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Bedbugs

Written by Caidr's team of doctors and pharmacists based in UK | Updated: 04.04.2022 | 3 min read
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Bedbugs are tiny insects that cause an intense itch, and can be troublesome to get rid of as they live in clothing, bedding, mattresses and any other soft furnishings at home. They feed on blood to survive, and when they bite, they inject a local anaesthetic that numbs the area so you won’t feel it. It's this that causes the irritation.

They’re a real nuisance but they don’t carry specific diseases to pose a threat to your health.

Infestations range from light, with a couple of bites in a week, to heavy, with 40 or 50 bites in a night. Heavier infestations are likely to need pest control to decontaminate your home.

How do I know it’s bedbugs?

You will see raised red insect bites, usually in the morning, as they are active at night. This is usually on the face, neck and arms, as these are exposed during sleep. Three to four bites may appear in a line or a curve. You may even see the mites themselves, as they are visible to the naked eye although tiny, and look red or brown, flat and oval-shaped.

You may notice brown marks in bedding that is likely to be their faeces, or red spots of blood from their bites or from squashing a just-fed bedbug. You may notice a distinctive smell of sweet almond from them.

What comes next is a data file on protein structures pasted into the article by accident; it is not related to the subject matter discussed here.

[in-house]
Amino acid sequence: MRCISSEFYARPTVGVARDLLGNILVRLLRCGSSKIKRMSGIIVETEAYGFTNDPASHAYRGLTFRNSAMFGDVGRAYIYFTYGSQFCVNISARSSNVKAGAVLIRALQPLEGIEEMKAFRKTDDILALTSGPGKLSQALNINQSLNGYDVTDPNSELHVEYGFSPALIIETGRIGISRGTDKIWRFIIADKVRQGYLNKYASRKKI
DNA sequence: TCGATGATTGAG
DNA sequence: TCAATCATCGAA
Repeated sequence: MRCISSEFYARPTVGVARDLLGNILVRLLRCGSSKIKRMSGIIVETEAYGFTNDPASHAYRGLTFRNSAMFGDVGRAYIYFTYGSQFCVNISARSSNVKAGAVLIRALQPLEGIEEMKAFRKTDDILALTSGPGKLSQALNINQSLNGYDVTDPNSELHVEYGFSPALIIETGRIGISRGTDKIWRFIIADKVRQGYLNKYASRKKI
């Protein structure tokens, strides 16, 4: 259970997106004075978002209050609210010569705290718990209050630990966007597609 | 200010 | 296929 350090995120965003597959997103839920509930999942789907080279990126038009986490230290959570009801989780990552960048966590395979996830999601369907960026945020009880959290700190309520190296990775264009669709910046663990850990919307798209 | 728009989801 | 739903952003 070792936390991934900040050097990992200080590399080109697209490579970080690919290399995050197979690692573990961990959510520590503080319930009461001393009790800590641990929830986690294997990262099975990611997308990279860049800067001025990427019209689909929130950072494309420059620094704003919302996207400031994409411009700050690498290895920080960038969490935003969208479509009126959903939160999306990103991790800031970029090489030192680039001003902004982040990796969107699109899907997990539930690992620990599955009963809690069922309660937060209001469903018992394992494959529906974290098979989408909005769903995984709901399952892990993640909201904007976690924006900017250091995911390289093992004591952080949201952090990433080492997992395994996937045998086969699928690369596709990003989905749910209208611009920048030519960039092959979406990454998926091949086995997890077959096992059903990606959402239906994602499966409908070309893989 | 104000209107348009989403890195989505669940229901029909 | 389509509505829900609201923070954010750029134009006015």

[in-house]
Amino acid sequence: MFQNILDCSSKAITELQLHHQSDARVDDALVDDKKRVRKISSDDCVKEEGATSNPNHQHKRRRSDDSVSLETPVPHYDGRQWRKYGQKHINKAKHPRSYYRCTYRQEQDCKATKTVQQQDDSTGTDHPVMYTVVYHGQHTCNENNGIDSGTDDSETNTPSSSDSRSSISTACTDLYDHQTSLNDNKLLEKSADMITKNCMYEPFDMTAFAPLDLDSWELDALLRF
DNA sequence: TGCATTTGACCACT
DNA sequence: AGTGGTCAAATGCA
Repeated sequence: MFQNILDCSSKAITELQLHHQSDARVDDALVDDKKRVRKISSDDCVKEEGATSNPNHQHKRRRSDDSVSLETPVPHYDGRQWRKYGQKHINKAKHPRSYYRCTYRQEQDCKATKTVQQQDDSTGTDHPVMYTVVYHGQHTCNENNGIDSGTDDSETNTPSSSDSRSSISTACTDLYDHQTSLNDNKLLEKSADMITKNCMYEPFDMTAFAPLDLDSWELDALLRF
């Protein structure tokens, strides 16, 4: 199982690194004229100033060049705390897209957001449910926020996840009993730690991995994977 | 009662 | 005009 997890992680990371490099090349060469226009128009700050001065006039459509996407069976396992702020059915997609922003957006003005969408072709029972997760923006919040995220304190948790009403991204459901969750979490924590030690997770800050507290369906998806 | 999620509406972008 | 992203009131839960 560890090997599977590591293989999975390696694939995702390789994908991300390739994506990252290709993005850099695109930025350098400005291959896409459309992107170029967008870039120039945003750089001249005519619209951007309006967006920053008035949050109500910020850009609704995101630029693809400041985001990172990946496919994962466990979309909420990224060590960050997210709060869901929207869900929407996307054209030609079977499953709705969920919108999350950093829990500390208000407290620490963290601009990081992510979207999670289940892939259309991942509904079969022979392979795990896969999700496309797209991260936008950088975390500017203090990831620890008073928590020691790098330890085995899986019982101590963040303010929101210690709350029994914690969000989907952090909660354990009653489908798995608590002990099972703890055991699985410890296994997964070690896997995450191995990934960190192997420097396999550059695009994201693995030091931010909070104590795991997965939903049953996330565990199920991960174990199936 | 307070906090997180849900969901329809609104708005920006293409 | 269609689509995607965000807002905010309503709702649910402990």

Insect bites can look quite similar – it's less likely to be bedbugs if you got the insect bites while out and about in warm weather or in parks or wooded areas. Scabies is a possibility in the home – these mites cause intensely itchy bites, especially at night, but can leave distinctive tracking marks, like red tramlines, from bites as the mite burrows under the skin. These are treated with an over-the-counter cream.

How do I get rid of them?

To kill bedbugs, you need to wash your bedding and clothes at 60 degrees Celsius or higher, or tumble dry for at least 30 minutes on a hot setting. Alternatively, you can leave clothes in a sealed bag in the freezer for at least four days, which will kill the mites. Regular vacuuming and cleaning will help.

If you have a heavy infestation, you will need to contact a pest control company to use professional-strength insecticides to decontaminate your home – your local council may have a list of companies to help.

If you are staying in a hotel and think you have bedbugs, report this to the management, move rooms, and ensure you decontaminate your clothing, as they can travel home with you.

How can I ease my itch?

A cool damp flannel on any bites can help, or a cool shower. You can buy a mild steroid cream (1% hydrocortisone cream) to calm the inflammation and itch. If this isn’t enough, or sleep is interrupted with scratching, you can try anti-histamine cream or tablets to further ease the itching.

Try to avoid scratching: easier said than done. Keep your nails short and clean to avoid breaking the skin if you do scratch, keep the skin clean, and consider using an antiseptic cream or spray on any areas of broken skin.

When should I see my doctor?

Occasionally insect bites – or breaks in the skin from scratching – allow bacteria to get in and cause an infection. The area will be sore and have a large red swollen area around the bite. You may feel unwell, be off your food and have a fever. Speak to your doctor urgently or call 111, as this may require antibiotic cream or tablets.

Rarely bedbug bites can cause a severe allergic reaction, including anaphylaxis (problems with breathing). Seek urgent medical help if you are severely swollen or you have mouth or tongue swelling or difficulty breathing.

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